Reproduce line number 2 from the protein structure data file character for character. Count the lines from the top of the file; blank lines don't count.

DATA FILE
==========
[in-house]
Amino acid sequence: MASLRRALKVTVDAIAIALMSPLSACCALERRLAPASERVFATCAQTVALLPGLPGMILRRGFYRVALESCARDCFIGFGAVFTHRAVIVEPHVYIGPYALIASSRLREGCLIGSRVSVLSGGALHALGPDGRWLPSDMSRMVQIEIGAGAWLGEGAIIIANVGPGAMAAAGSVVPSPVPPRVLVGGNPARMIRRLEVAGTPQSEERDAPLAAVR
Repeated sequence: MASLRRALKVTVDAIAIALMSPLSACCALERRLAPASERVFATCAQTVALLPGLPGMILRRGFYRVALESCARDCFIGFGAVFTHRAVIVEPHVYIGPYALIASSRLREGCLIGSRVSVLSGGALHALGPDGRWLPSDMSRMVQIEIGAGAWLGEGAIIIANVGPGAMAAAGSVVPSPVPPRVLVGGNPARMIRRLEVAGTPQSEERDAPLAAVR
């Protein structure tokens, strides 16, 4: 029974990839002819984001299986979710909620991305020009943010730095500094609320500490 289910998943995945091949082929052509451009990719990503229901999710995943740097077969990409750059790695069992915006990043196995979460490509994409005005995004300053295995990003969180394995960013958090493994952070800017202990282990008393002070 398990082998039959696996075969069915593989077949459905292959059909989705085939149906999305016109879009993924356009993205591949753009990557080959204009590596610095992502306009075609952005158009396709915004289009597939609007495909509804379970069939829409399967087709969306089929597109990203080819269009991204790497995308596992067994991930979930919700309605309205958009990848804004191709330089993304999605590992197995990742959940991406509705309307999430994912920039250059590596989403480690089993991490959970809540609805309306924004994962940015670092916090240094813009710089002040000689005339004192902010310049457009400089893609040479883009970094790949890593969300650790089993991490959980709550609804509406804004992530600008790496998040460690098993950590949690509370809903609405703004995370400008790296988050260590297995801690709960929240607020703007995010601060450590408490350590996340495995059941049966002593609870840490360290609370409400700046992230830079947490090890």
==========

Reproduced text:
Amino acid sequence: MASLRRALKVTVDAIAIALMSPLSACCALERRLAPASERVFATCAQTVALLPGLPGMILRRGFYRVALESCARDCFIGFGAVFTHRAVIVEPHVYIGPYALIASSRLREGCLIGSRVSVLSGGALHALGPDGRWLPSDMSRMVQIEIGAGAWLGEGAIIIANVGPGAMAAAGSVVPSPVPPRVLVGGNPARMIRRLEVAGTPQSEERDAPLAAVR